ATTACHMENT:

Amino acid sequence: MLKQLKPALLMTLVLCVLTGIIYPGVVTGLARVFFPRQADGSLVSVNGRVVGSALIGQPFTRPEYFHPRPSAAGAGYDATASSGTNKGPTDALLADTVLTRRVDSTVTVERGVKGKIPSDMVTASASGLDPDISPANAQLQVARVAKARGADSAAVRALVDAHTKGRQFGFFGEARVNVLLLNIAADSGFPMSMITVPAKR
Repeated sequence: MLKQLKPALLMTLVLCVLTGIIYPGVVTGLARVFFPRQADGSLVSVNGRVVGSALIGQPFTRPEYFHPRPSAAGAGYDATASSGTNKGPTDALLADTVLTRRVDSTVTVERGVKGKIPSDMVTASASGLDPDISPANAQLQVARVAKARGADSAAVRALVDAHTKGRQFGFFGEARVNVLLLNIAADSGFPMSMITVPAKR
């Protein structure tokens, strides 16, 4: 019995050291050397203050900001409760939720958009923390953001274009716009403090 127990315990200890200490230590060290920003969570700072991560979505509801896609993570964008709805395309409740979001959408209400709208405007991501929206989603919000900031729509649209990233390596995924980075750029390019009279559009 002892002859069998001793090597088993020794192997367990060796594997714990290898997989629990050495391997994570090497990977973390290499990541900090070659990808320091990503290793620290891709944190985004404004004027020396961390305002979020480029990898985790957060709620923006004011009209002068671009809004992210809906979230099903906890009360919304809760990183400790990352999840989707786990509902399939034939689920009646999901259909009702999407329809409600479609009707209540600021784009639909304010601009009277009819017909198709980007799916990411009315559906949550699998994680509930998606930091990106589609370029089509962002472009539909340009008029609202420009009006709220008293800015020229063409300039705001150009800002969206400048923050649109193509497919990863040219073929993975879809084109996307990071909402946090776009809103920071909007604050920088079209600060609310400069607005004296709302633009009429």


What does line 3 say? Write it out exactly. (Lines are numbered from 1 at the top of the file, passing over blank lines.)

């Protein structure tokens, strides 16, 4: 019995050291050397203050900001409760939720958009923390953001274009716009403090 127990315990200890200490230590060290920003969570700072991560979505509801896609993570964008709805395309409740979001959408209400709208405007991501929206989603919000900031729509649209990233390596995924980075750029390019009279559009 002892002859069998001793090597088993020794192997367990060796594997714990290898997989629990050495391997994570090497990977973390290499990541900090070659990808320091990503290793620290891709944190985004404004004027020396961390305002979020480029990898985790957060709620923006004011009209002068671009809004992210809906979230099903906890009360919304809760990183400790990352999840989707786990509902399939034939689920009646999901259909009702999407329809409600479609009707209540600021784009639909304010601009009277009819017909198709980007799916990411009315559906949550699998994680509930998606930091990106589609370029089509962002472009539909340009008029609202420009009006709220008293800015020229063409300039705001150009800002969206400048923050649109193509497919990863040219073929993975879809084109996307990071909402946090776009809103920071909007604050920088079209600060609310400069607005004296709302633009009429």